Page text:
& # 39; She lived life on her way & # 39 ;: a tragedy of Tasha, 20, who failed to take her diabetes medication

For the outside world, Natasha Horne was a popular 20-year-old whose recent weight loss seemed even more vivid than normal.

But behind the smile was a secret because, just months earlier, the girl from the Whale Hill was diagnosed with type 1 diabetes.

Quirky Natasha – known as Tasha – hardly told a soul. And, crucially, she refused to follow the medication rules that would allow her to live a full life with the condition.

Tragically, less than a year after the diagnosis, she died after suffering from a suspected diabetic coma.

Now her heartbroken parents want to make sure her death is not in vain by spreading awareness about and raising money for diabetes.

L-R: Tasha & # 39; s friend Jordan Rich, brother Tom Horne and her parents Stephen and Jackie

Sitting in their Fabian Road lounge, which is full of beautiful flowers and condolence cards, Jackie, 43, and rig assistant Stephen, 44, he talked in haste with Teesside Live about how Tasha's reluctance to fully recognize her diabetes, tragic consequences.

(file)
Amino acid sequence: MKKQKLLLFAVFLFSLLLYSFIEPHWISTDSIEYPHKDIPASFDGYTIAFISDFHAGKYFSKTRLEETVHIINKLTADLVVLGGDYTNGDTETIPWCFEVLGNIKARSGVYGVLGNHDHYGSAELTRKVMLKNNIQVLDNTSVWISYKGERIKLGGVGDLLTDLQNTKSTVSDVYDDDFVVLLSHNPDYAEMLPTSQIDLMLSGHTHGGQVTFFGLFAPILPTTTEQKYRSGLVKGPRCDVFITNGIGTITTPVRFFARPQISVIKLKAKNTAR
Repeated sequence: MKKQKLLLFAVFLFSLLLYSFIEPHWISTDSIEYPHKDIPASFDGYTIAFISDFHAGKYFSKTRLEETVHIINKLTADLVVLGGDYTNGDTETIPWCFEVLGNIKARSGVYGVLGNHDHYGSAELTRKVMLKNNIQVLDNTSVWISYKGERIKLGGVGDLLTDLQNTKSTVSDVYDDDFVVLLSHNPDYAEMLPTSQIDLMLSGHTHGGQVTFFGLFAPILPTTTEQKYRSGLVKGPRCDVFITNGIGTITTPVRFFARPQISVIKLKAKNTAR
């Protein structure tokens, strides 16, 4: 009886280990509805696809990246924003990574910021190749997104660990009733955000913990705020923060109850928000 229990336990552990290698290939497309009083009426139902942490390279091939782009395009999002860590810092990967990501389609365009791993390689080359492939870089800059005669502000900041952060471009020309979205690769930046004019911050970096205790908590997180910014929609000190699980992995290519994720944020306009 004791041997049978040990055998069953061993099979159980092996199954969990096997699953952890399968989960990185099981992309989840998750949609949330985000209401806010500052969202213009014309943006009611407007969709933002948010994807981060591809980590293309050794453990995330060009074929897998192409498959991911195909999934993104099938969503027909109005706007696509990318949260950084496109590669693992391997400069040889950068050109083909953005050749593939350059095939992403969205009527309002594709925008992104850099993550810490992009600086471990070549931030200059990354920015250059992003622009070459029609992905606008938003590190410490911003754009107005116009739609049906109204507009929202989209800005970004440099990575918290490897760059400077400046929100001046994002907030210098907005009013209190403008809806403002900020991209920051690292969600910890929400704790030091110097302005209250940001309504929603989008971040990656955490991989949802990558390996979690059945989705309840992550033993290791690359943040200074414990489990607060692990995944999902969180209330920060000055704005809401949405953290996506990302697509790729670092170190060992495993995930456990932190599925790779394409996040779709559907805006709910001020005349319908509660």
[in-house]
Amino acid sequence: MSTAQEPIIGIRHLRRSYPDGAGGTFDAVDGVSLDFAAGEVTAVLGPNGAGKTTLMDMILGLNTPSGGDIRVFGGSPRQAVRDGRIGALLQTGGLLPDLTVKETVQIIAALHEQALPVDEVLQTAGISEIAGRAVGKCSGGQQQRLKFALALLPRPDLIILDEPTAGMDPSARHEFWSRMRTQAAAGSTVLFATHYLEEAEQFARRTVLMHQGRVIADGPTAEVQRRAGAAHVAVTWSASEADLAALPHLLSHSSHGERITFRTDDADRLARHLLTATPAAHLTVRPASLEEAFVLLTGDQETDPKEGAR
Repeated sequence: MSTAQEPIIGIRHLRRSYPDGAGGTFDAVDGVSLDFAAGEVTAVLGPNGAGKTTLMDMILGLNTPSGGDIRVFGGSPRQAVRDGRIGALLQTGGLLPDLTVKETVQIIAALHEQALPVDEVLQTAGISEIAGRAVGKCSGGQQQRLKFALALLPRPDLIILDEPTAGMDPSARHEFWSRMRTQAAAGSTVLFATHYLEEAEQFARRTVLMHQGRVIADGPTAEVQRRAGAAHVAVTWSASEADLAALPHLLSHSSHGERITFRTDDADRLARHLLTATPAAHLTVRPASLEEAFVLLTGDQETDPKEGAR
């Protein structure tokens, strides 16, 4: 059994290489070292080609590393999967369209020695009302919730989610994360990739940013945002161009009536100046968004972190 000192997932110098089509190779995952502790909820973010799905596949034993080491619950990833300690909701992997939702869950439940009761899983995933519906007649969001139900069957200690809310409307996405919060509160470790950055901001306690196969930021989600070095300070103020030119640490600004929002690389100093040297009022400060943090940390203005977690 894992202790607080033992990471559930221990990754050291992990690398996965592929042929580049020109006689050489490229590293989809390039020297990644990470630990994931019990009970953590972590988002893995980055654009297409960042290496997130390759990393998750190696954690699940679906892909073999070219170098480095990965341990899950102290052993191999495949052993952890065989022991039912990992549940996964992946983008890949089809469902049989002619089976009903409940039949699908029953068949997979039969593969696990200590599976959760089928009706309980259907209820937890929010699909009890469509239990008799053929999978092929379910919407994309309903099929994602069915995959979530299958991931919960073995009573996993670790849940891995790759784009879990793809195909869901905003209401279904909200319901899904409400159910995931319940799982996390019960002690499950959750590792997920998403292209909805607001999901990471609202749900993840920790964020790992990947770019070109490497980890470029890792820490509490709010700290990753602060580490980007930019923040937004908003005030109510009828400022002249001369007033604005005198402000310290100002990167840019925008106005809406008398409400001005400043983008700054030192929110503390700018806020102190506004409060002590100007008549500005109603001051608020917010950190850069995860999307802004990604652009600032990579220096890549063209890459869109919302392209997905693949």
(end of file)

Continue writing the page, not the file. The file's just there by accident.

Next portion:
Popular girl who would do everything for someone

Tasha was born on January 17, 1998 at the James Cook University Hospital and went to the Whale Hill Primary and Eston Park Schools where she, especially in high school, had a good character.

Jackie said, "She was stubborn, but she would do anything for everyone, if friends at school did not have the money to have lunch, she would buy it for them because she would rather go without it." Everyone knew her. people knew how they were. & # 39;

After she left school, she went to college for a short time and tried several jobs, but she still tried to find her way.

Last year, however, her world was turned upside down when Jackie, a pharmacy manager at Lloyds on the Trunk Road, persuaded her to be tested for diabetes.


Through her job knowledge Jackie saw the signs – things like weight loss, excessive thirst and at night going to the toilet – and insisted that she was tested.

Within a few hours, on October 16 last year, she had been diagnosed with diabetes type 1, with her body not producing enough insulin to fight ketones – organic compounds that are mostly inactive but can attack the body.

Type 1 diabetes is perfectly manageable with regular insulin injections – Teesside singer Amelia Lily is only a person with a high profile who lives with it.

But Tasha quickly retreated, though she was reluctantly cooperative at first, "I do not do needles," she said.

Not even a special cannula, which meant that she did not have to put the needle directly into the skin, helped.